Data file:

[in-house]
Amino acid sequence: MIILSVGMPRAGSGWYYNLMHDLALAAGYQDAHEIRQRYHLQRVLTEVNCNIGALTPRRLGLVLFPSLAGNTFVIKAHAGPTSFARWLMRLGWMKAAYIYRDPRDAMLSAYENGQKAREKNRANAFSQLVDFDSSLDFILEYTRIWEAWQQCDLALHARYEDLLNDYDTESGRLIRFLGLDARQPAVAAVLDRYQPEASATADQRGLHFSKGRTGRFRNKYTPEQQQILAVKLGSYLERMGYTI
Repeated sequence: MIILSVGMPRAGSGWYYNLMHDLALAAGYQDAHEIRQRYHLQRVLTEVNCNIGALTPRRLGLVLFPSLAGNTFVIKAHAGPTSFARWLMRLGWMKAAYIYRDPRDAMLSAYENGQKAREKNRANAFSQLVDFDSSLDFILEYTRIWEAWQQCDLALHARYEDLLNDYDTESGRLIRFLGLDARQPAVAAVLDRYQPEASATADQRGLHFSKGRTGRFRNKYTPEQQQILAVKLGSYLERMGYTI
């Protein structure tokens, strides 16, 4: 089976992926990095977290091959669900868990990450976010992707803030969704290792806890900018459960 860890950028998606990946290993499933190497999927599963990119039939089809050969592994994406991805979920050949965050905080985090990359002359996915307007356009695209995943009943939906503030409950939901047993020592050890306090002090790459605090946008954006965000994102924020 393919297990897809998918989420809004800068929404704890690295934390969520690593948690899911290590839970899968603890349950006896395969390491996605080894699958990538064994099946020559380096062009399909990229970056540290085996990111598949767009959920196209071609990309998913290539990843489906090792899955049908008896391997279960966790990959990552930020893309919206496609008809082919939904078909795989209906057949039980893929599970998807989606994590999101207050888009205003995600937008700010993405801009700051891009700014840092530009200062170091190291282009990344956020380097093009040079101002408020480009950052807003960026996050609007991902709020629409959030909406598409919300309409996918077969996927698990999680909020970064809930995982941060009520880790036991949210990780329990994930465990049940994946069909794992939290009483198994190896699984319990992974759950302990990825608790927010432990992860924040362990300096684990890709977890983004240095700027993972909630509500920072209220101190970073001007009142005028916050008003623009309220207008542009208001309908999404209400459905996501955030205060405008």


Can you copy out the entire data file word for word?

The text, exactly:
[in-house]
Amino acid sequence: MIILSVGMPRAGSGWYYNLMHDLALAAGYQDAHEIRQRYHLQRVLTEVNCNIGALTPRRLGLVLFPSLAGNTFVIKAHAGPTSFARWLMRLGWMKAAYIYRDPRDAMLSAYENGQKAREKNRANAFSQLVDFDSSLDFILEYTRIWEAWQQCDLALHARYEDLLNDYDTESGRLIRFLGLDARQPAVAAVLDRYQPEASATADQRGLHFSKGRTGRFRNKYTPEQQQILAVKLGSYLERMGYTI
Repeated sequence: MIILSVGMPRAGSGWYYNLMHDLALAAGYQDAHEIRQRYHLQRVLTEVNCNIGALTPRRLGLVLFPSLAGNTFVIKAHAGPTSFARWLMRLGWMKAAYIYRDPRDAMLSAYENGQKAREKNRANAFSQLVDFDSSLDFILEYTRIWEAWQQCDLALHARYEDLLNDYDTESGRLIRFLGLDARQPAVAAVLDRYQPEASATADQRGLHFSKGRTGRFRNKYTPEQQQILAVKLGSYLERMGYTI
């Protein structure tokens, strides 16, 4: 089976992926990095977290091959669900868990990450976010992707803030969704290792806890900018459960 860890950028998606990946290993499933190497999927599963990119039939089809050969592994994406991805979920050949965050905080985090990359002359996915307007356009695209995943009943939906503030409950939901047993020592050890306090002090790459605090946008954006965000994102924020 393919297990897809998918989420809004800068929404704890690295934390969520690593948690899911290590839970899968603890349950006896395969390491996605080894699958990538064994099946020559380096062009399909990229970056540290085996990111598949767009959920196209071609990309998913290539990843489906090792899955049908008896391997279960966790990959990552930020893309919206496609008809082919939904078909795989209906057949039980893929599970998807989606994590999101207050888009205003995600937008700010993405801009700051891009700014840092530009200062170091190291282009990344956020380097093009040079101002408020480009950052807003960026996050609007991902709020629409959030909406598409919300309409996918077969996927698990999680909020970064809930995982941060009520880790036991949210990780329990994930465990049940994946069909794992939290009483198994190896699984319990992974759950302990990825608790927010432990992860924040362990300096684990890709977890983004240095700027993972909630509500920072209220101190970073001007009142005028916050008003623009309220207008542009208001309908999404209400459905996501955030205060405008």